The revelation rocked the Obama administration and U.S. intelligence community, raising questions about secret operations of the NSA and whether the agency was infringing on American civil liberties.

Obama, top legislators and national security officials defend the surveillance programs as necessary to combat terrorism and argue that some privacy must be sacrificed in a balanced approach.

They say the law allows collection of metadata, such as the time and numbers of phone calls, and that a special federal court must approve accessing the content -- listening to the call itself.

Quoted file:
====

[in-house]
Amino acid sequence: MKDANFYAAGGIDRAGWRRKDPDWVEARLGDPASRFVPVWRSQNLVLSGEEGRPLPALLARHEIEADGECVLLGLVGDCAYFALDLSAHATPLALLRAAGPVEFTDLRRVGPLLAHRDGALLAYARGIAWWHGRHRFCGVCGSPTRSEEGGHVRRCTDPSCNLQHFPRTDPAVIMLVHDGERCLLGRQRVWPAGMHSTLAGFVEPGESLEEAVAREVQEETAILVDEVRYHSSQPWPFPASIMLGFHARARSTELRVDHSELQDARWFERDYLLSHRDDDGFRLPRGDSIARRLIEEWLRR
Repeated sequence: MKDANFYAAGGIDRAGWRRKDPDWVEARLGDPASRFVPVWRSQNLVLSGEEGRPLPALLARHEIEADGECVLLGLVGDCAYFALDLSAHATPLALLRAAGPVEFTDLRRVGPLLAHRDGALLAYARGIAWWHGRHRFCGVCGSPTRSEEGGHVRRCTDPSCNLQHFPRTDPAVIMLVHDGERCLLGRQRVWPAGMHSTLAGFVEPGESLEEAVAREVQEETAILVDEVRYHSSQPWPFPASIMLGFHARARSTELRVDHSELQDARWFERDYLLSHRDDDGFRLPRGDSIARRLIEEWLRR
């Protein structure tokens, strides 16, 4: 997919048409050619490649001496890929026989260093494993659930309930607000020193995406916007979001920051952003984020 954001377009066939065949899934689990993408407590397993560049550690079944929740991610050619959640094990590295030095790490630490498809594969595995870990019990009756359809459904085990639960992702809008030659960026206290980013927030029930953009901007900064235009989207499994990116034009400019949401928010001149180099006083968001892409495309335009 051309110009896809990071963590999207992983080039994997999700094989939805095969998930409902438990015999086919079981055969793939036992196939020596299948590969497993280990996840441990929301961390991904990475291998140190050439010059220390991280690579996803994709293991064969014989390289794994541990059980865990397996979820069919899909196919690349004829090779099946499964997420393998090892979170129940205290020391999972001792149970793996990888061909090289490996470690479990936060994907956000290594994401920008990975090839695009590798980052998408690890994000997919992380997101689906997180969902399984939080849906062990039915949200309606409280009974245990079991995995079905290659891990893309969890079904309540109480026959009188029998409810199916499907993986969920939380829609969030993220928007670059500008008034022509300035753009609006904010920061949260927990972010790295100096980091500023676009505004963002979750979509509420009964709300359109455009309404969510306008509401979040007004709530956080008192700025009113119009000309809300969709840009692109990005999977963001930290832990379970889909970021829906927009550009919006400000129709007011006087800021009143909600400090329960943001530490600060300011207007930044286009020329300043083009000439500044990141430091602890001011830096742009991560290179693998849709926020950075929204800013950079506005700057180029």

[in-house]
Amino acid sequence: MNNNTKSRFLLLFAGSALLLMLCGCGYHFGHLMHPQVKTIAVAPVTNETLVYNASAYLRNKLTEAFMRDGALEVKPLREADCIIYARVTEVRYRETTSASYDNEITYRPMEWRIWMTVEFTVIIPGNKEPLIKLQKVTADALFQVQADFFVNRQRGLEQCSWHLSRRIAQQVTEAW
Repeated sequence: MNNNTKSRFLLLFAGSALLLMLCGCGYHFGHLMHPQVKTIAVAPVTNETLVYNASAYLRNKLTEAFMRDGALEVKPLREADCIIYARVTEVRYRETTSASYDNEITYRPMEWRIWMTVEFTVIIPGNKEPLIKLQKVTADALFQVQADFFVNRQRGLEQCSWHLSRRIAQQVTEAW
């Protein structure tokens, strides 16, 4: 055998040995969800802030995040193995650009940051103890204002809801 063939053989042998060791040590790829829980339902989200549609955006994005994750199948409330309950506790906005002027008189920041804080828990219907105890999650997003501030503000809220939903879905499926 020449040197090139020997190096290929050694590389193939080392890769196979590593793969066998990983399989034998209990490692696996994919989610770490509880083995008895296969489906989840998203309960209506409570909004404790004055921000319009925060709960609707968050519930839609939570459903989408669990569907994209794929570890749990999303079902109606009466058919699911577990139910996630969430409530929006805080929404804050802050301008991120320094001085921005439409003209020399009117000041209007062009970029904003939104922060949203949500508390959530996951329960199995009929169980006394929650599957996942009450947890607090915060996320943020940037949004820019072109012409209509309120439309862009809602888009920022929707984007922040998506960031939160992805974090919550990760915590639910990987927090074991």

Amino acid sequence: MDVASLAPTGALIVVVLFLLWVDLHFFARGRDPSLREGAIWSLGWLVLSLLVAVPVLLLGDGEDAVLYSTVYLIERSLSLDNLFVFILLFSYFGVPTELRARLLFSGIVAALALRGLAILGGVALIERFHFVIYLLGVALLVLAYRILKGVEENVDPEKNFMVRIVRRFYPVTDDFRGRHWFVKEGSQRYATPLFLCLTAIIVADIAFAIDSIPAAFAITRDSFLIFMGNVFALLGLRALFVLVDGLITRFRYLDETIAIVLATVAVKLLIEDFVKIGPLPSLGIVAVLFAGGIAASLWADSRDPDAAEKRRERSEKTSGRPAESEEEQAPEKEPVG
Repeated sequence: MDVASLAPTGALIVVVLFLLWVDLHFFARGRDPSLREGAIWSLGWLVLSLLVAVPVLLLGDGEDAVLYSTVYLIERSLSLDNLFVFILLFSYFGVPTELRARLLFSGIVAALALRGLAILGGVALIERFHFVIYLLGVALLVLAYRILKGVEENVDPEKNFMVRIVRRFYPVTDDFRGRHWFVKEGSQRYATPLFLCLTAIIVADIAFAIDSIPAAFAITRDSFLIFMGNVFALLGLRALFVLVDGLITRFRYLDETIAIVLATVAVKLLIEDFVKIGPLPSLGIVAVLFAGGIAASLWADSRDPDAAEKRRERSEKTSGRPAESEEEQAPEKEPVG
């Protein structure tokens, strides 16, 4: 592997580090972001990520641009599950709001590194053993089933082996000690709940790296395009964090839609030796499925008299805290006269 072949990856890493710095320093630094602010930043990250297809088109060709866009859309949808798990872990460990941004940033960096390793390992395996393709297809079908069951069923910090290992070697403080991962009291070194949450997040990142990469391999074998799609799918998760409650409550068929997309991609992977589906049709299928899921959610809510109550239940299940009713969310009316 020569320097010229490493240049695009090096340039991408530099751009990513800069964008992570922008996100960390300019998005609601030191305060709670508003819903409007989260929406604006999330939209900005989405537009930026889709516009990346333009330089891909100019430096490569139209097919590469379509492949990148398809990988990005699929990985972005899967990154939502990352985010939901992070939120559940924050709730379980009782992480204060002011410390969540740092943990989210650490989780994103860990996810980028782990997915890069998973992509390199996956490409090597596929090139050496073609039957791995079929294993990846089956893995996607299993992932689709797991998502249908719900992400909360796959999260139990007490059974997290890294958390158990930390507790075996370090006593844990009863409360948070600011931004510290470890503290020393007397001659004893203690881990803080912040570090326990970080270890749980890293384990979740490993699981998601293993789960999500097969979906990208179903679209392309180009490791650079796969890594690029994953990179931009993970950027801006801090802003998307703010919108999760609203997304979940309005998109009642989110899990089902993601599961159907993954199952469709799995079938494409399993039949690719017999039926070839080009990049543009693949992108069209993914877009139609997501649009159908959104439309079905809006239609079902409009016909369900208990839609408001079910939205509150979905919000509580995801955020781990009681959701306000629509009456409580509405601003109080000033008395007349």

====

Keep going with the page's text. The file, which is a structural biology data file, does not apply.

Emphasis mine.

NSA procedural documents revealed by Snowden just this past week, contradict the assertion that it requires a special court order to access the content of a call.

"In the absence of specific information regarding whether a target is a United States person," it states "a person reasonably believed to be located outside the United States or whose location is not known will be presumed to be a non-United States person unless such person can be positively identified as a United States person."

If it later appears that a target is in fact located in the US, analysts are permitted to look at the content of messages, or listen to phone calls, to establish if this is indeed the case.
But I digress.....

The Washington Post details Snowden's, the Obama administration's and Hong Kong's options: